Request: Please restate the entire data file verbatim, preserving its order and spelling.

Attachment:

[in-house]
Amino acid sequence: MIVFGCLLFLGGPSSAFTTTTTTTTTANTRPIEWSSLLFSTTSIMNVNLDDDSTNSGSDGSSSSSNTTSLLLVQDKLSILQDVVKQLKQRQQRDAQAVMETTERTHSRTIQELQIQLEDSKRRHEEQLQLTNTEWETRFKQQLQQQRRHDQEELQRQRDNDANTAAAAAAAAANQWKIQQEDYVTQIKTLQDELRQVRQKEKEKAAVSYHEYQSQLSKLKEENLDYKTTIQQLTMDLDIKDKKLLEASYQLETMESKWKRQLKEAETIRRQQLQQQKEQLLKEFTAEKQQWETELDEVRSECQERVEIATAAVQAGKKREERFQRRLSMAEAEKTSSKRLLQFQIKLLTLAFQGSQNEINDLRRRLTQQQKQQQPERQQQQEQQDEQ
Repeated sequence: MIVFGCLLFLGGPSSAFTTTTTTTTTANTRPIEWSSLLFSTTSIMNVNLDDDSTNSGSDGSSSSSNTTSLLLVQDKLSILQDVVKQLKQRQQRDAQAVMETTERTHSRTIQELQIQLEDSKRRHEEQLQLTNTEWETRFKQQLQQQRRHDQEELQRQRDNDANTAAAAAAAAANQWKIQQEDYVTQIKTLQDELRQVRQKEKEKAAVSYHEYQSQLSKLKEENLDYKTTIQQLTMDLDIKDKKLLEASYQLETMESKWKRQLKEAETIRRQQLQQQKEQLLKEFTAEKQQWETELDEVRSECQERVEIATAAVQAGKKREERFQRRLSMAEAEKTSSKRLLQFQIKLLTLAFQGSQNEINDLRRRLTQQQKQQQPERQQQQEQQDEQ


[in-house]
Amino acid sequence: MIVFGCLLFLGGPSSAFTTTTTTTTTANTRPIEWSSLLFSTTSIMNVNLDDDSTNSGSDGSSSSSNTTSLLLVQDKLSILQDVVKQLKQRQQRDAQAVMETTERTHSRTIQELQIQLEDSKRRHEEQLQLTNTEWETRFKQQLQQQRRHDQEELQRQRDNDANTAAAAAAAAANQWKIQQEDYVTQIKTLQDELRQVRQKEKEKAAVSYHEYQSQLSKLKEENLDYKTTIQQLTMDLDIKDKKLLEASYQLETMESKWKRQLKEAETIRRQQLQQQKEQLLKEFTAEKQQWETELDEVRSECQERVEIATAAVQAGKKREERFQRRLSMAEAEKTSSKRLLQFQIKLLTLAFQGSQNEINDLRRRLTQQQKQQQPERQQQQEQQDEQ
Repeated sequence: MIVFGCLLFLGGPSSAFTTTTTTTTTANTRPIEWSSLLFSTTSIMNVNLDDDSTNSGSDGSSSSSNTTSLLLVQDKLSILQDVVKQLKQRQQRDAQAVMETTERTHSRTIQELQIQLEDSKRRHEEQLQLTNTEWETRFKQQLQQQRRHDQEELQRQRDNDANTAAAAAAAAANQWKIQQEDYVTQIKTLQDELRQVRQKEKEKAAVSYHEYQSQLSKLKEENLDYKTTIQQLTMDLDIKDKKLLEASYQLETMESKWKRQLKEAETIRRQQLQQQKEQLLKEFTAEKQQWETELDEVRSECQERVEIATAAVQAGKKREERFQRRLSMAEAEKTSSKRLLQFQIKLLTLAFQGSQNEINDLRRRLTQQQKQQQPERQQQQEQQDEQ